Obama West Point Afghanistan Speech Transcript: Breaking down Obama West Point Speech

This was a very strange speech, especially as the President was speaking to an audience of West Point cadets. The usual pundits seem to think our President is acknowledging that what we have here, is not a man-made disaster, but rather a real war on terror. He did not say that. I don’t think he meant that. Obama had to acknowledge a threat to justify increasing troop levels in Afghanistan. Then he dismissed it all, with a date for withdrawal.

West Point

Here’s more that I find odd:

He reminded us that Islam is one of the world’s greatest religions, And that we have
forged a new beginning between America and the Muslim World – one that
recognizes our mutual interest in breaking a cycle of conflict… I don’t think so. What is that explanation, Mr. President, of how you have done this. Nothing has changed in the Muslim world. Most Americans are infidels. Radical Islam is planning our deaths. We saw that at Fort Hood, and our President would not call it what it was – 14 murders at the hand of a radical Islamiscist. It is known as jihad. He has done nothing…nothing to quell radical Islam, just as no Islamic country has done anything to quell radical Islam.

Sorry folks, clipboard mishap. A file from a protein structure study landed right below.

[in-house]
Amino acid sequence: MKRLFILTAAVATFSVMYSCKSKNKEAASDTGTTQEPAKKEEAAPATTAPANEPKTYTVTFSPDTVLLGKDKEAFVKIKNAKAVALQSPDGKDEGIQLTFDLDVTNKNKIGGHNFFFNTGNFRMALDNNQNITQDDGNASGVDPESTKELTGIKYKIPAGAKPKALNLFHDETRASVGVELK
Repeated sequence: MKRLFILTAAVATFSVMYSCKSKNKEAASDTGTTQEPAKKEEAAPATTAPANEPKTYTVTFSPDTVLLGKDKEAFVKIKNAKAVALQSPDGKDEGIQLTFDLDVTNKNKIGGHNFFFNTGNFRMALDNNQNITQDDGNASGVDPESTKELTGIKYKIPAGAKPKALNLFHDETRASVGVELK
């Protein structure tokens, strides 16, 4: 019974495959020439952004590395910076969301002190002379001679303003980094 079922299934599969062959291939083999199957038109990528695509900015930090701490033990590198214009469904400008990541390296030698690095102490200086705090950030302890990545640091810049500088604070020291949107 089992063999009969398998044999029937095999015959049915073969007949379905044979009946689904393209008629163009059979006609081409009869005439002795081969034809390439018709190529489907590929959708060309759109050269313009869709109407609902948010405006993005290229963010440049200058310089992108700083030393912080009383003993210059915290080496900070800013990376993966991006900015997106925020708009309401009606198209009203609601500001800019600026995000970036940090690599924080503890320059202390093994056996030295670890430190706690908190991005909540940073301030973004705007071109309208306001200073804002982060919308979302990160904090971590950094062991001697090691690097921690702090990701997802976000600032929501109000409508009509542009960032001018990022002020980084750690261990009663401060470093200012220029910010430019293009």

He said combat troops will be gone from Iraq by summer 2010 and all troops will be gone by the end of 2011. He said that he will send 30,000 additional troops to Afghanistan, and they will begin to return from Afghanistan in 18 months. He said he is giving the troops what they need to “seize the initiative.” You and I know, that he doesn’t know this to be true. He has set a definite timeline and radical Islam is nothing if not patient.

After telling the enemy when we will leave, he outlined the battle we are facing, and he got this right, at least in part:

“no idle danger, no hypothetical threat.”

“This danger will only grow if the region slides backwards, and al Qaeda
can operate with impunity.”

Since 9/11, al Qaeda’s safe-havens have been the source
of attacks against London and Amman and Bali.

We must keep the pressure on al Qaeda. …we know
that al Qaeda and other extremists seek nuclear weapons, and we have
every reason to believe that they would use them.

I make this decision
because I am convinced that our security is at stake in Afghanistan and

The security of the U.S. and the American people is at stake.